Even for the most open-minded viewers who absolutely cherish the 1991 Beauty and the Beast, the new one, no matter how good it is, just can’t compete with the nostalgia, the experience, the likely twenty plus years time spent together of coming this close to wearing out your Beauty and the Beast VHS or buying Beauty and the Beast on DVD and then buying it again — and then again — on Blu-ray because you love the movie just that much.
The biggest compliment paid towards Beauty and the Beast is that it adapts the animated film and naturally expands upon it without adding filler. It’s not easy to take a great story, Linda Woolverton’s beautifully adapted story, and flesh it out even further and somehow make it even more emotional, even more powerful and even more effecting.
But Disney did it.
The best of the new additions include extended, deeper interactions between Belle (Emma Watson) and Beast (Dan Stevens), hitting the same emotional beats as the original while adding in scenes that further develop their already beautiful love story. Beauty and the Beast is, above all else, a love story — and that aspect of the film is wonderfully presented. It’s magic.
Then there’s the newest musical additions by returning original composer Alan Menken and lyricist Tim Rice (The Lion King), including “Our Song Lives On,” “Days in the Sun” and “Evermore.” These songs, new Disney classics in their own right, could easily belong to the 1991 animated original. Hearing the music of Beauty and the Beast come to life — real life — is a treat, and these original compositions make it even better. (Especially in Dolby Atmos).
Other standouts include Dan Stevens’ Beast, an incredibly sympathetic and very complex and very human character, despite his beastly appearance; and Luke Evans’ villainous Gaston, even more dastardly than his animated counterpart.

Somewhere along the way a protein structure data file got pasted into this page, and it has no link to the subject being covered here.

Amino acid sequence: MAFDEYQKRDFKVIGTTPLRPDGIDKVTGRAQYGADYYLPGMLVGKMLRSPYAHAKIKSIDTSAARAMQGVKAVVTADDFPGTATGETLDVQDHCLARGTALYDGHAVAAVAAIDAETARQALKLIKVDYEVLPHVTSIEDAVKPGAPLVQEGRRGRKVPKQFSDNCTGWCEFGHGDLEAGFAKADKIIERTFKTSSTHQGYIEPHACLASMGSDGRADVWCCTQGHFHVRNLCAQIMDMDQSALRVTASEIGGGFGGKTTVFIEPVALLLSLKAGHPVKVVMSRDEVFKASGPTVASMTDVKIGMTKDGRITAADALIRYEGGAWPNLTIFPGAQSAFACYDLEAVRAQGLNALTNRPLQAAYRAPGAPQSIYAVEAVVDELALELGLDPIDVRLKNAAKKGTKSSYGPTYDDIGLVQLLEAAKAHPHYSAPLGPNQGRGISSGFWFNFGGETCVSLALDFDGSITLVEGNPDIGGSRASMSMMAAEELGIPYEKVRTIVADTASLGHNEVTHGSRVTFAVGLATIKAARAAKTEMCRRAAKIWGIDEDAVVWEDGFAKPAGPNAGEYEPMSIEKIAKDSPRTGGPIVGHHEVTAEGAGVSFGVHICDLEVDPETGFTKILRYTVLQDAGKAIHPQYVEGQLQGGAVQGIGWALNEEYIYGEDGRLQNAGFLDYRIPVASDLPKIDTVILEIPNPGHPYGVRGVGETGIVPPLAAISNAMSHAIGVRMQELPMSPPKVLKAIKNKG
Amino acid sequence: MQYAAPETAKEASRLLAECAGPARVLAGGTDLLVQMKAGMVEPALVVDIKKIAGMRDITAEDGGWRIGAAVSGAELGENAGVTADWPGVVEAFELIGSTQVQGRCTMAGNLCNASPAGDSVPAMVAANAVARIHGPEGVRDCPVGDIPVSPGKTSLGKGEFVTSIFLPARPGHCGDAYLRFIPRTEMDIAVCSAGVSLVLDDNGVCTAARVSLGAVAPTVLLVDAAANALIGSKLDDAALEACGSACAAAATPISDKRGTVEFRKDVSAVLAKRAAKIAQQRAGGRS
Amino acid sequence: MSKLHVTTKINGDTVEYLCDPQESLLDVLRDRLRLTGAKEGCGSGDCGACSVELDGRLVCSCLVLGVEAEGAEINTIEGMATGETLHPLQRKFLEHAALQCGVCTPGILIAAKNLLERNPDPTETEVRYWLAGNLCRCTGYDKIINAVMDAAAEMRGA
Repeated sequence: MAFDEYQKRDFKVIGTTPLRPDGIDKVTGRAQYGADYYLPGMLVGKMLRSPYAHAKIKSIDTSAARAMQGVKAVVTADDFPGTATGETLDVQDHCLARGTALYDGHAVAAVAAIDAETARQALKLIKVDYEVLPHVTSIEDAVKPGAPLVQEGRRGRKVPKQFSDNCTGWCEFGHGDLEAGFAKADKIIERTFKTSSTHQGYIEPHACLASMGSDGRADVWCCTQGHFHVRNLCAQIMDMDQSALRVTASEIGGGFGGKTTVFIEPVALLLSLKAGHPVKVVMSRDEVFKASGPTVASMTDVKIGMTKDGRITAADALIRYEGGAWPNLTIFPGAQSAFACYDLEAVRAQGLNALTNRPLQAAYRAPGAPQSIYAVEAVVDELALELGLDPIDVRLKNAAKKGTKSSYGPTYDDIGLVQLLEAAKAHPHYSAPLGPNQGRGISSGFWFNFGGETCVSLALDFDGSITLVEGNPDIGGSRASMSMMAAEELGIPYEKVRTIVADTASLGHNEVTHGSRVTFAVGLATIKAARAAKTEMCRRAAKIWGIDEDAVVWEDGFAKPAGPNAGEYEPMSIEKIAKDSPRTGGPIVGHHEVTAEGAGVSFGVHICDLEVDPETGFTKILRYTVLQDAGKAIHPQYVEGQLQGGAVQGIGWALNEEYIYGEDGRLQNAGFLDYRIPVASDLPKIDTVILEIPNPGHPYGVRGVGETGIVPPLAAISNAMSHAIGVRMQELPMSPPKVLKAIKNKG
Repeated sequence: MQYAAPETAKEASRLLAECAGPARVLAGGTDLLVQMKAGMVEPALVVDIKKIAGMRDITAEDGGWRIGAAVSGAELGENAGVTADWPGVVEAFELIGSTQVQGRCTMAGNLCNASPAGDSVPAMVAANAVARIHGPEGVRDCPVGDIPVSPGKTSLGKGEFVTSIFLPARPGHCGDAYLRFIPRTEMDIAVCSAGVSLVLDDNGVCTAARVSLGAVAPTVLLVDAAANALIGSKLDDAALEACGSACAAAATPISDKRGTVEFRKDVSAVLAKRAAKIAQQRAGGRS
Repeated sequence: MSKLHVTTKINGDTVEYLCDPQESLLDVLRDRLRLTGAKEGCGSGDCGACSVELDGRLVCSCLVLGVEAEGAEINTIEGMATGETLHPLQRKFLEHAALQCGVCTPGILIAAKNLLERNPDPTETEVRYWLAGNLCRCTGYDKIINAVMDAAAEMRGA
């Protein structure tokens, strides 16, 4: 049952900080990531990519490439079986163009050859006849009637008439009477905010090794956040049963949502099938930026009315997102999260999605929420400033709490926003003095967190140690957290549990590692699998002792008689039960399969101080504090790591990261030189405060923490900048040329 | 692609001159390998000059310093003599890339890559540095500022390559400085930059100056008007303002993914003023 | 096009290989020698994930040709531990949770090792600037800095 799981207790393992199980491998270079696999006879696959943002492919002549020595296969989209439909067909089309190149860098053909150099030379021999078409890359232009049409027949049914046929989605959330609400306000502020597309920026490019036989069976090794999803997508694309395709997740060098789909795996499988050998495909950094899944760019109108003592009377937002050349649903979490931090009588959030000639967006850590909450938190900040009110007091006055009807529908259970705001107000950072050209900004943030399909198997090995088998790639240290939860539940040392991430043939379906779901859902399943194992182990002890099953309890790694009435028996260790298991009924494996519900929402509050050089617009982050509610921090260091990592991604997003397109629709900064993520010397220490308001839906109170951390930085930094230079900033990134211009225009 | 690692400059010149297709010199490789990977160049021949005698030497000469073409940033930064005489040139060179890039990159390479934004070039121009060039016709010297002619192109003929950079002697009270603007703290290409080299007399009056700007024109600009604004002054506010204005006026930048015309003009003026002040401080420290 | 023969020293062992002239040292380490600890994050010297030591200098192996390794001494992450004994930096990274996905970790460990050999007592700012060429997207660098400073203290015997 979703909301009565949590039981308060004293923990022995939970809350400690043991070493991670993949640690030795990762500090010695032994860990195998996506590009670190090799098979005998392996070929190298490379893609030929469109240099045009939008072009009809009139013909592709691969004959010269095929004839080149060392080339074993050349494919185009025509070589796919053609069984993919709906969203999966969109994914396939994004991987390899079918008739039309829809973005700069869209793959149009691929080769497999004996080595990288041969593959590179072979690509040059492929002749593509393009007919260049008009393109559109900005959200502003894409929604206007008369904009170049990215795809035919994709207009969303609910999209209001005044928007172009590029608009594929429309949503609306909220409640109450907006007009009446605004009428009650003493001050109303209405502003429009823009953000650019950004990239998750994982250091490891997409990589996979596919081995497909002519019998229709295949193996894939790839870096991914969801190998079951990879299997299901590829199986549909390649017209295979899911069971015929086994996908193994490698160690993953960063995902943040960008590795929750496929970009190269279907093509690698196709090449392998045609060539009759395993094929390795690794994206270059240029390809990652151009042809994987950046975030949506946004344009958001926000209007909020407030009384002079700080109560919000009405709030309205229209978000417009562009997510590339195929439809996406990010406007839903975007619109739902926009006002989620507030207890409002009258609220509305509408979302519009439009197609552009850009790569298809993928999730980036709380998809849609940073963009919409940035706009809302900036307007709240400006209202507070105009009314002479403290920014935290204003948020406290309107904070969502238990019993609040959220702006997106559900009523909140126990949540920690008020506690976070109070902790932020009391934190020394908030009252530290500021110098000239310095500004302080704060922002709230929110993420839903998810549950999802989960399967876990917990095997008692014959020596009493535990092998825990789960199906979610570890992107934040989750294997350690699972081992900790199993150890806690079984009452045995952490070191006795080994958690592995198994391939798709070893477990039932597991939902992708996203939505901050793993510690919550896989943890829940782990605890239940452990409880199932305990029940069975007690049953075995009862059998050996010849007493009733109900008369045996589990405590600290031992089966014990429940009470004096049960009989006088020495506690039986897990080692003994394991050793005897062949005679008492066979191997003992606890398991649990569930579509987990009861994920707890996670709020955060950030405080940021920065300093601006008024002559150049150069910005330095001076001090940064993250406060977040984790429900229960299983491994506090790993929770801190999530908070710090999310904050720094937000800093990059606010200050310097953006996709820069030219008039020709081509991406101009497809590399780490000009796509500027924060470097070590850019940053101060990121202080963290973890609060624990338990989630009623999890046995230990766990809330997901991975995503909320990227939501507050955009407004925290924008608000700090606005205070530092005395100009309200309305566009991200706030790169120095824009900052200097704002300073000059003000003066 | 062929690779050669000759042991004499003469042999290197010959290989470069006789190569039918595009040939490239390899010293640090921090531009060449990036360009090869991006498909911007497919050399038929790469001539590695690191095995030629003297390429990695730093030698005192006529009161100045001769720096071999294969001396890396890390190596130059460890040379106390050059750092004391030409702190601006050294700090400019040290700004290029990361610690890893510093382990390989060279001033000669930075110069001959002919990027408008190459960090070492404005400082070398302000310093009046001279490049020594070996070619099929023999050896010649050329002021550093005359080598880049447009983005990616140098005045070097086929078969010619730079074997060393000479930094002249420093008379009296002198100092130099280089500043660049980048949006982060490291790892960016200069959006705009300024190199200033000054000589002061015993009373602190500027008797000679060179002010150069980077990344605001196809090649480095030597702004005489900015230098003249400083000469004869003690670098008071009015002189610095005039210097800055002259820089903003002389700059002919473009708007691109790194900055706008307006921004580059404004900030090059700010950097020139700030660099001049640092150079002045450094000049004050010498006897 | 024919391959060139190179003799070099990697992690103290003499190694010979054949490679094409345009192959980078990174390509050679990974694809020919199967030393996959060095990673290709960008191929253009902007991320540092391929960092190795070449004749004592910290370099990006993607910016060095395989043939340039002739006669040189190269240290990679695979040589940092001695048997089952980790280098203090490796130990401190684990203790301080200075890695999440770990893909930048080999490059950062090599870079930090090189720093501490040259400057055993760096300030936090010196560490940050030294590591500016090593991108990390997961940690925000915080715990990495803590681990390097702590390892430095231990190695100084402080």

If there’s one criticism I hold towards Beauty and the Beast — and I really only have one, but it’s big — it’s Emma Watson. Unfortunately, the star of the ensemble is its weakest part. She doesn’t make the movie unwatchable — far from it — but she lessens what is otherwise the best of Disney’s modern fairy tales so far.
I couldn’t rid myself of the feeling of insincerity on her part, just as I couldn’t help but feel there was a better — if less famous — actress for the role of Belle. While the rest of the cast sing so naturally, Watson’s singing voice feels jarringly auto tuned and over processed — robotic, even. The singing of Dan Stevens, Luke Evans, Emma Thompson, Josh Gad and others make you feel like you’re watching a stage production. Watson forces you to realize her voice has been technologically altered, shattering immersion. I don’t mean to dump on Emma Watson, but Belle’s characterization is spot on. Her actress isn’t.
That doesn’t change the fact that the 1991 animated Beauty and the Beast has been faithfully brought to stunning life, making for a live-action fairy tale that’s pure magic.
Directed by Bill Condon (Dreamgirls), the film stars Emma Watson as Belle; Dan Stevens as the Beast; Luke Evans as Gaston; Kevin Kline as Maurice; Josh Gad as LeFou; Ewan McGregor as Lumiere, the candelabra; Stanley Tucci as Maestro Cadenza, the harpsichord; Audra McDonald as Madame de Garderobe, the wardrobe; Gugu Mbatha-Raw as Plumette, the feather duster; Hattie Morahan as the enchantress; and Nathan Mack as Chip, the teacup; with Ian McKellen as Cogsworth, the mantel clock; and Emma Thompson as the teapot, Mrs. Potts.
Beauty and the Beast opens March 17th.
★★★★ / ★ ★ ★ ★ ★